The other thing is really to listen to the messages that come back from people when they have a price objection .. try and gather as much information about what they mean by that statement... is it compared with another suitably qualified and experienced accountant, or a friend of a relative ie; are they comparing apples with apples by way of benefits and value?  And sometimes, people will hide behind price as a reason to not take up your offer when it could be something different but price is the easiest thing to say. (I have known people turn down quotes on the basis of price when actually it was because parking was difficult but they felt silly saying that!)

 

-- www.maxxy.co.uk www.find-me-an-accountant.com Twitter:@maxinemaxxy

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03rd Jun 2010 10:32

Tax does not have to be taxing! Self-assessment

I believe that since self-assessment has been introduced clients have been led to believe that they could do it themselves and that is isn't hard, so they believe that we charge a huge amount for something that is quite simple to do!

I live in a rural area which suffers from low fees, probably caused by a over supply of service and a low volume of businesses in the area.  The ratio of one man bands who work from home effects the fee situation too.

I price the job without consulting the "accountancy nominal code" I do not compare with previous accountants charges. I tell the client that I do not need to know what they have been charged before as it could comprimise what I believe they should be receiving if I worked to a price, I describe what we could do for them and how we can help them, they choose what they want and I quote them for it. I have not competed for the work based on price, I could be cheaper but only the potential client would know that, If i lost a pitch I could ring them to find why.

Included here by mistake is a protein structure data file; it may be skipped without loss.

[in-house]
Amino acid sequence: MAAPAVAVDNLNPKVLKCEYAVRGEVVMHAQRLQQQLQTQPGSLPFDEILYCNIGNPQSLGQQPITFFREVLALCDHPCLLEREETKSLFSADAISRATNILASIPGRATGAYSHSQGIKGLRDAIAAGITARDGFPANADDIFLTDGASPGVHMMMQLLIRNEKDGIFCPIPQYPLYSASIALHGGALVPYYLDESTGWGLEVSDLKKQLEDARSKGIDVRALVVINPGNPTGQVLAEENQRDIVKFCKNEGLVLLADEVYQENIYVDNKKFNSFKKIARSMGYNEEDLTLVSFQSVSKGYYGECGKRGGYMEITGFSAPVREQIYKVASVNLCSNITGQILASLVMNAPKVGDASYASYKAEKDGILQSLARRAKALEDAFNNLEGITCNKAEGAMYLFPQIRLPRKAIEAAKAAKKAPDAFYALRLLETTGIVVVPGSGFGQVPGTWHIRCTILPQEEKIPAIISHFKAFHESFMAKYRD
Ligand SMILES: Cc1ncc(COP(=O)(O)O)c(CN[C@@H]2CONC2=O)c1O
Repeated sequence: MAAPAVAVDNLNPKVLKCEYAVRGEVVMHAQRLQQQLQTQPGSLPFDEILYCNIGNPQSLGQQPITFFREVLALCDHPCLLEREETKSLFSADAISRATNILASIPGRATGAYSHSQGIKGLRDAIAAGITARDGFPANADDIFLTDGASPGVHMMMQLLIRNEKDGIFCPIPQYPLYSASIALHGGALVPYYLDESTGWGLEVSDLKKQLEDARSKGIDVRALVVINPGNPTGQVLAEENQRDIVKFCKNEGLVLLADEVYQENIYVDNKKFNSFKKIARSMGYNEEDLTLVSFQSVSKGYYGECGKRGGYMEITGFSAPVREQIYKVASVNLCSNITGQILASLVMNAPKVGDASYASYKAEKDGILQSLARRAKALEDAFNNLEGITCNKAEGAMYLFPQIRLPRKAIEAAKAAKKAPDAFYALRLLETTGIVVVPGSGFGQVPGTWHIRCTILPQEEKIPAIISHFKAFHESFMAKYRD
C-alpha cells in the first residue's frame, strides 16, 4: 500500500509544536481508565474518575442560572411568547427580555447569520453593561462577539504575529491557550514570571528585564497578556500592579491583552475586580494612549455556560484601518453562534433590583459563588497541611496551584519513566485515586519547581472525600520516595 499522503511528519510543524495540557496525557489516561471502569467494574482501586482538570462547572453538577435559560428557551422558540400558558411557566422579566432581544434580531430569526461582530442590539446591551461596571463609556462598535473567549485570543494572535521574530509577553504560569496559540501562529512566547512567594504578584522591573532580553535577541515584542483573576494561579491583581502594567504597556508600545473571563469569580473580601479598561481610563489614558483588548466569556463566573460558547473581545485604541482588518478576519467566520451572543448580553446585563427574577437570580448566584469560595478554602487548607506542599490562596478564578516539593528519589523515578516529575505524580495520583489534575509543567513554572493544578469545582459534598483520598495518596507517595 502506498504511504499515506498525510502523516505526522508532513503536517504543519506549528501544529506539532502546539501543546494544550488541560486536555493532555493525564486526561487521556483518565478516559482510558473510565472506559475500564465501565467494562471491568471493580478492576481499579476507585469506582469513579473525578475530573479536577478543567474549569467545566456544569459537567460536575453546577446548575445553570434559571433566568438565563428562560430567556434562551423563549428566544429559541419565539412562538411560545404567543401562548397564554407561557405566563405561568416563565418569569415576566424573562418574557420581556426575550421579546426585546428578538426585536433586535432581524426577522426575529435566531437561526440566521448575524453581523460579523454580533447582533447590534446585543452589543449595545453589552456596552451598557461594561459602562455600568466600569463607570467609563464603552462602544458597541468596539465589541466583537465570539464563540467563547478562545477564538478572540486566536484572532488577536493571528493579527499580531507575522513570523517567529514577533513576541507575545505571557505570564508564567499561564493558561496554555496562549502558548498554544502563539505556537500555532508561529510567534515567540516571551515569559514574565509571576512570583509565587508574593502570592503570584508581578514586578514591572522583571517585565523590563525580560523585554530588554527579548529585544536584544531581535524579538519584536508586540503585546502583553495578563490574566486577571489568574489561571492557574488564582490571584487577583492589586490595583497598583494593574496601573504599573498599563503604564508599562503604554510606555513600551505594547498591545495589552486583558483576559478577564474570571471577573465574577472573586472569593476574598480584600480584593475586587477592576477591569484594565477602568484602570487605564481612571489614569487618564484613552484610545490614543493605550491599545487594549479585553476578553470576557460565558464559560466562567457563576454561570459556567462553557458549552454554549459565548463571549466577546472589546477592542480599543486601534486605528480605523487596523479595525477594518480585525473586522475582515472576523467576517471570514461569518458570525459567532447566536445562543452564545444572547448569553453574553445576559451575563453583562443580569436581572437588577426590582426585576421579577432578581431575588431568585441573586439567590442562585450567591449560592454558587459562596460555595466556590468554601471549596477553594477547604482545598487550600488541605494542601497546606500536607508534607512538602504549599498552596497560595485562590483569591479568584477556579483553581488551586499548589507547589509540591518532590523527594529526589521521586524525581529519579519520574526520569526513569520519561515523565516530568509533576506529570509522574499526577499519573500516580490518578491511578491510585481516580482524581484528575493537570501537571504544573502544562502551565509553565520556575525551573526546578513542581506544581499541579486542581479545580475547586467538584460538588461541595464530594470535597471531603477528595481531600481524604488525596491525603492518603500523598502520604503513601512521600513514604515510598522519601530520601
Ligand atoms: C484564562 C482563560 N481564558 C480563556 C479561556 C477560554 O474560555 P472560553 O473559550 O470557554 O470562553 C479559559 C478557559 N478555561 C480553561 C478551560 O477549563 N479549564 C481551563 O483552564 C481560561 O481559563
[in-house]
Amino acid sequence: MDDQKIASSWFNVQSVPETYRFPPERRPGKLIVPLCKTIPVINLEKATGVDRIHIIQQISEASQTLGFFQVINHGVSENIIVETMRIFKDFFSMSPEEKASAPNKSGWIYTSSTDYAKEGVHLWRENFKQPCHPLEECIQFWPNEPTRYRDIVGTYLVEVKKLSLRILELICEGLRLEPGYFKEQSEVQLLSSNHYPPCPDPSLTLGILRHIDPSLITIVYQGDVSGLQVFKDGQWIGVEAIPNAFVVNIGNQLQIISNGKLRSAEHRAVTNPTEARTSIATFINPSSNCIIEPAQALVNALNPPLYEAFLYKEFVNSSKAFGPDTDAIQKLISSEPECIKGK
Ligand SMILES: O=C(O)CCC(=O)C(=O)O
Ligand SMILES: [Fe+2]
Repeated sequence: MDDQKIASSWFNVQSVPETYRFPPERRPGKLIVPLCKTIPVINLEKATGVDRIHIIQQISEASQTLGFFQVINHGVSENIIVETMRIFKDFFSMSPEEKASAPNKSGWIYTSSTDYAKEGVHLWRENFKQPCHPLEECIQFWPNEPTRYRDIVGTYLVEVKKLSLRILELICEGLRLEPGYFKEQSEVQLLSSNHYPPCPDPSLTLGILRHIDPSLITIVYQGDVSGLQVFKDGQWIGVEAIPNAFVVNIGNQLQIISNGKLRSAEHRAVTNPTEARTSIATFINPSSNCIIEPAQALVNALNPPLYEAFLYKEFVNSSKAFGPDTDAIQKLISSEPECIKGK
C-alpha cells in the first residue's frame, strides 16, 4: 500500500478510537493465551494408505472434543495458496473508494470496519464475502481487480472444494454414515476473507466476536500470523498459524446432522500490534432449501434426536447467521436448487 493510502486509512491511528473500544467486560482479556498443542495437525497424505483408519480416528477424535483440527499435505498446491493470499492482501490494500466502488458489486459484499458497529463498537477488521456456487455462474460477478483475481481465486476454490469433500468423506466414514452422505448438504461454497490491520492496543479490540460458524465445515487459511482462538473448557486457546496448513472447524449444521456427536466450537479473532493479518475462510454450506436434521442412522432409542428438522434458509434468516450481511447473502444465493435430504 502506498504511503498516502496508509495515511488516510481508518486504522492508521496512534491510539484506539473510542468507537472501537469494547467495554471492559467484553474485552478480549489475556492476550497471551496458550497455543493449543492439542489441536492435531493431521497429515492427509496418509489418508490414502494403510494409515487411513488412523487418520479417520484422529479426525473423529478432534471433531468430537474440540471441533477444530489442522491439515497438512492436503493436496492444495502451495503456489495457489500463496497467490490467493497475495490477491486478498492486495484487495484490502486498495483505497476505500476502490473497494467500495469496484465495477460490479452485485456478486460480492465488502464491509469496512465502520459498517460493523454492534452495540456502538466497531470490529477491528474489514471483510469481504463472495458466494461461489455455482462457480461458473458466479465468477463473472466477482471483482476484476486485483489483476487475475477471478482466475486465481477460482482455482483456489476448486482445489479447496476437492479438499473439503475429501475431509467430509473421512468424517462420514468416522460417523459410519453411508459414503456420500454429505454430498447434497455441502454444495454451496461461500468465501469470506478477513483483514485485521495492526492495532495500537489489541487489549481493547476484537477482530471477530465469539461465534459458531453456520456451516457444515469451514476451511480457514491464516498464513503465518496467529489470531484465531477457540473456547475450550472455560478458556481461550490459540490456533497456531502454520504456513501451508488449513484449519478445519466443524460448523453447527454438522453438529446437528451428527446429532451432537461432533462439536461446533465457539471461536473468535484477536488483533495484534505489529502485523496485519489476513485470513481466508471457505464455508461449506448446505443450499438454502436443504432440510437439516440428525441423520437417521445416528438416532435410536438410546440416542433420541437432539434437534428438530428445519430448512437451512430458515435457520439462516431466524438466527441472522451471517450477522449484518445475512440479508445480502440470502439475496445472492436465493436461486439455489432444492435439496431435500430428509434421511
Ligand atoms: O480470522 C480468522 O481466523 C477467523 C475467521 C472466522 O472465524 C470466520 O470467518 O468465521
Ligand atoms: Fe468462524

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By Anonymous
04th Jun 2010 13:11

Added value is the key!

I believe on offering my clients good value for money and have in the past been guilty of the "price war" quote with the view that any fee is a good fee. I have quickly discovered that these "rate tarts" will never value the service, but keep moving on to the next lowest fee quote.

I now provide a prospective client with a clear schedule of the services I offer and areas where I can add value, rather than being a bean-counting number cruncher. My fee structure is based on the estimated time-costs involved, although I do sometimes look at a percentage of the amount saved where the client is happy to do so. This usually exceeds my normal rates but carries a risk that it may not.

These clients are much more likely to stick around and recommend me to their contacts. Win-win!